The Bibb County school board approved the county’s first charter school Thursday.
The Macon Academy of Excellence is scheduled to open its doors to up to 450 students in August 2011, if the state board also approves the charter this spring.
The school, which will offer kindergarten through eighth grade, will be located at the Progressive Christian Academy campus in Macon’s Pleasant Hill neighborhood.
The board voted 4-2. Board members Gary Bechtel, Tom Hudson, Albert Abrams and Tommy Barnes voted in favor of the charter school, while Ella Carter and Susan Sipe opposed.
“The powers that be kept saying ‘You’re wasting your time. They’ll never approve it,’ ” said L. Vernon Allwood, who will manage the school through EdFutures Inc. “I think the timing was right. The school system is struggling, let’s face it.”
The last petitions for charter schools in Bibb County, in 2004 and 2005, were rejected. Traditionally, school boards across the state are reluctant to approve them, although they are gaining traction, the Georgia Charter Schools Association has said.
Carter opposed the move because the charter would not provide transportation, and Sipe said she didn’t think its program was innovative. Meanwhile, Bibb County school board President Gary Bechtel said a school system committee had combed through the 75-page charter petition and recommended board approval.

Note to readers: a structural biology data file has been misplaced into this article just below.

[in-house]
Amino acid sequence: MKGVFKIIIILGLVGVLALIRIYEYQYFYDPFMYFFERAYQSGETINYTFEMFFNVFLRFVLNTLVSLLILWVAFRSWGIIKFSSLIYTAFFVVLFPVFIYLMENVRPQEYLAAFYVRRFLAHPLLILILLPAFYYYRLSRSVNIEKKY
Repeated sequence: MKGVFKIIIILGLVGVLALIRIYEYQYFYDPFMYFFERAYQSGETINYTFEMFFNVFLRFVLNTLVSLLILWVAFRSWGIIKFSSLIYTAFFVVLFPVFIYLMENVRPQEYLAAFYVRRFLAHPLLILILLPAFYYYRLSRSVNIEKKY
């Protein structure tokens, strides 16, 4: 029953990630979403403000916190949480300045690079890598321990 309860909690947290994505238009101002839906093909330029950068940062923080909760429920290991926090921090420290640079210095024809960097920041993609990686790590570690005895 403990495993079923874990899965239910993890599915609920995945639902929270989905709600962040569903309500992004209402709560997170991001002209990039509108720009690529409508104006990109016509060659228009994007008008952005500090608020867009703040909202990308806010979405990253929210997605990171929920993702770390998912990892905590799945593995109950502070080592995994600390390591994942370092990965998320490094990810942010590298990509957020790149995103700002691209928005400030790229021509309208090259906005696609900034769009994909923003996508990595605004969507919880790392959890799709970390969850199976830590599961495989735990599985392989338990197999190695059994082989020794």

Plus, he said a majority of board members recognized that the public wants to try something new.
“The community is asking for more alternative educational opportunities, and this met that need,” Bechtel said.
Macon Mayor Robert Reichert and City Council President Miriam Paris had written letters of support for the charter and submitted them to the school board.
Macon Academy of Excellence proposes to enroll students systemwide on a first-come, first-served basis.
It will operate on a 7.5-hour school day, teach students Spanish daily and use a widely known curriculum used in 15 countries.
Charter schools are public schools that are granted more flexibility, but they operate according to a contract approved by a local school board.
In this particular charter, approved on a five-year contract, Macon Academy of Excellence will have to ensure that students perform academically, and the school will have to keep tight control over its own finances.
The state will pay the charter about $7,000 per student enrolled instead of that money going to Bibb County public schools.
Founding members of the charter school include Charles and Monya Rutland, attorney Veronica Brinson, Trent Solomon and Clarence Thomas.
Allwood, a former New York City teacher who worked most recently as the Morehouse School of Medicine’s special projects director, and his wife, Rosemary, a former Spelman College dean of students, will be paid to manage the charter school’s payroll and maintenance.
There are 122 charter schools in the state, mostly in the metro Atlanta area. The charter group must now submit its petition to the state by Aug. 1. If approved, the charter would establish a governing board, plans to hire a principal in March and about 20 certified teachers.
“This is a historic moment in Bibb County,” a teary-eyed Monya Rutland said, as a group left the school board meeting to celebrate the victory.
To contact writer Julie Hubbard, call 744-4331.